If the decline in oil prices has an end, there hasn’t been any sign of it. Monday morning saw oil prices drop again, this time to new five-and-a-half year lows.
Tuesday, January 13, 2015
Goldman Sachs, which forecast the oil slide would continue well into 2015, is now saying that prices might near $40 per barrel by the second quarter of the year.
On the London ICE Futures exchange, Brent crude for February delivery dipped 2.8% to $48.73 a barrel, close to its lowest mark since April 2009. On the New York Mercantile Exchange, WTI futures lost 2.6% to $47.12 to follow last week’s 8.2% slide.
US stocks opened higher on Monday but could not sustain the gains. The Dow, Nasdaq and S&P 500 have all fallen between 0.4% and 0.6%.
The good and the bad of falling oil prices
Oil’s persistent decline has a wide-ranging effect on a number of markets and regions – whether this impact is positive or negative entirely depends on the situation.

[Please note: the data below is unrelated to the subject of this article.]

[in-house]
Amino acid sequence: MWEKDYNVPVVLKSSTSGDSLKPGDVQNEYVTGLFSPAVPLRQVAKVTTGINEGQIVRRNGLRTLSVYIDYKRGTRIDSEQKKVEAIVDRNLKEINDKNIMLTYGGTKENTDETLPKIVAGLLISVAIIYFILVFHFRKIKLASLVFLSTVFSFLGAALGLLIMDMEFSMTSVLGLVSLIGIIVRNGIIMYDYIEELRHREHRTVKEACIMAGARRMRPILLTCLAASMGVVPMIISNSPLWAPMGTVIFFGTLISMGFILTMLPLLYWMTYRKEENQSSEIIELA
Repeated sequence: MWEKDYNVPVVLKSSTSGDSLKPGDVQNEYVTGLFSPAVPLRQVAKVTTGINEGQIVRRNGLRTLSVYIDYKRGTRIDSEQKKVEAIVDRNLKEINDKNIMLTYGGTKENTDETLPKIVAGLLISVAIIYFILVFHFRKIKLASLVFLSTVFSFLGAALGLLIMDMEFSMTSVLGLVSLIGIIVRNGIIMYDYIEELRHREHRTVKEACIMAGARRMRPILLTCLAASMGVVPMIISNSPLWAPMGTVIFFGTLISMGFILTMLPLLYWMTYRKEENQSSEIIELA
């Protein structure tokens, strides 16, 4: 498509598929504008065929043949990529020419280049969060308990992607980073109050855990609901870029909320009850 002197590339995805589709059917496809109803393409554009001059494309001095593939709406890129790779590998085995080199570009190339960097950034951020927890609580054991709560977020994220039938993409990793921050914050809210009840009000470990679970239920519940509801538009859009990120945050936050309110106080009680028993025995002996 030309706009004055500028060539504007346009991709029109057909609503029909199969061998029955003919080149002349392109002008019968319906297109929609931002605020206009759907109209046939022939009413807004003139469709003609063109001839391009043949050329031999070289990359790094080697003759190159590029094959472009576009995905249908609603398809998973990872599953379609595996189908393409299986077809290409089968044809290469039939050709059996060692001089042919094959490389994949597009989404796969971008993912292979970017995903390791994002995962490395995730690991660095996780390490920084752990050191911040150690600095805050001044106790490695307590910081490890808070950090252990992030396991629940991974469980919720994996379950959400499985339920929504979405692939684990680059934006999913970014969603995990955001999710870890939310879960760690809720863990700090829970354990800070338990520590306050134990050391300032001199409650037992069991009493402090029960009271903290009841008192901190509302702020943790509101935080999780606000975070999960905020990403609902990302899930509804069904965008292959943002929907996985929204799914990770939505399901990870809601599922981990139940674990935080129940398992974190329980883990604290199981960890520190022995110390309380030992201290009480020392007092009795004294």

For many consumers, low oil prices is a benefit in their daily transactions. Anyone that drives a car knows why: gas prices are intrinsically tied to oil prices, so as oil declines, so too does gas at the pump. Currently, AAA indicated the average cost of a gallon of regular gasoline is down to $2.130 – a significant difference from the nearly $4 gallon of last winter.
“The fall in oil provides more of a boost than all the central bank’s actions over the last five years because it has found its way directly into the pockets of consumers,” Michael Hewson of CMC Markets told The Wall Street Journal.
On the other hand, some US states feel the pinch of oversupply.
MarketWatch reported. North Dakota, Wyoming, Alaska, Oklahoma and New Mexico all rely upon oil production for their economy and employment rates. North Dakota, perhaps the most dependent of the five states, had enjoyed the lowest unemployment numbers in the country in recent years thanks to the influx of oil-related jobs. Oil’s decline in the last year will cost North Dakota about $11 billion in 2015, which comes out to $16,000 per resident.
Ultimately, oil will find its footing and stabilize. It is difficult to say then that might occur, though some analysts point to the second half of 2015 as the turning point. Until then, consumers should fill their tanks and oil-dependent states should take efforts to create jobs in different industries.
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